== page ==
What a Bankrupt Detroit Teaches Us About Investing
In 1948, Secretary of Commerce Charles Sawyer called Detroit's automobile industry "a symbol of the way in which the American economy could best provide the average American with a steadily increasing abundance of the things he wants and needs."
Two weeks ago, Detroit filed for bankruptcy.
Pundits this week pointed fingers at a city that promised too much, spent with abandon, and relied heavily on a single industry. They cite a poorly run government, myopic city planners, and even fraud. In most cases, they are right.
But the largest driver of Detroit's demise is a simple, startling fact: The city's population declined 65% in the last six decades. No city can survive such an exodus. It's actually amazing Detroit's finances lasted this long.
The Motor City was home to 1.9 million people in 1950, at the time nearly identical in size to Los Angeles. Today, 700,000 inhabit Detroit, or less than a fifth the size of L.A. That works out to 2.2 people leaving Detroit every hour, 24 hours a day, for the last 63 years. If the number of people who left Detroit in the last 60 years formed their own city, it would be the nation's ninth largest, ahead of Dallas, Texas.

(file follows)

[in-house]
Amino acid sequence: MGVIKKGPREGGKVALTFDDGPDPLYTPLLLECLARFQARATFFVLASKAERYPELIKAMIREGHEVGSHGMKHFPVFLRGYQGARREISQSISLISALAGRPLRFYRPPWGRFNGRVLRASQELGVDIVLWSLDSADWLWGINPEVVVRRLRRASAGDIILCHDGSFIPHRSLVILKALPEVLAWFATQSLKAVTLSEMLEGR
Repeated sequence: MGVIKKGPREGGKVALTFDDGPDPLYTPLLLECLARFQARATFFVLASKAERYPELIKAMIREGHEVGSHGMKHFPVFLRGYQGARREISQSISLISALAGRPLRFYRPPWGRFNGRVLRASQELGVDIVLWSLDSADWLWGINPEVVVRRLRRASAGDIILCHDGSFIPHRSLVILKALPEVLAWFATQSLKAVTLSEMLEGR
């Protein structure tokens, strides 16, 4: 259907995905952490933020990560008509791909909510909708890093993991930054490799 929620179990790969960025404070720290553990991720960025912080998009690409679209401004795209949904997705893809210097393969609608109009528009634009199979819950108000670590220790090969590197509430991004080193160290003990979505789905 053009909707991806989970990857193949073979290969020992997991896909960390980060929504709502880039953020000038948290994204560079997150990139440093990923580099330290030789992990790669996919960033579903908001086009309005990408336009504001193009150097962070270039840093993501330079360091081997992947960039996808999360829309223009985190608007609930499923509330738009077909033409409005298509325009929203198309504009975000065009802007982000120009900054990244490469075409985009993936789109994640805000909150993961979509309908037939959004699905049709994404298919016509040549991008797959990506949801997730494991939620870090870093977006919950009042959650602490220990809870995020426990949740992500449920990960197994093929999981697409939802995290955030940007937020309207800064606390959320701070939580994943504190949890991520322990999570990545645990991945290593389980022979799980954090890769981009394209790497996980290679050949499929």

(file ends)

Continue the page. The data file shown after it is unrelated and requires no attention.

The financial woes linked to Detroit's shrinking population have been known for decades. A 1991 article in the Times-News was prescient: "Detroit's population loss could be financial disaster," it wrote.
And Detroit tried to avoid its fate. Total city spending was cut by more than $1 billion, or 33%, between 2006 and 2010, including a 77% reduction in "recreation & culture" spending, a 72% cut in capital outlays, a 41% reduction in spending on roads, and a 44% cut in "health & welfare" spending.
But the city made pension promises during a period when its taxpayer base was more than twice the size it is today. With an unemployment rate of 16% -- more than double the nationwide average -- there is a shrinking base of workers left to tax. With a median income of $27,000, or about half the nationwide average, those who are employed have little income to tax. According to Detroit News, nearly half the city's 305,000 properties didn't pay their tax bill last year. Seventy-seven city blocks had only one owner who paid property taxes in 2012. You cannot run a city like this.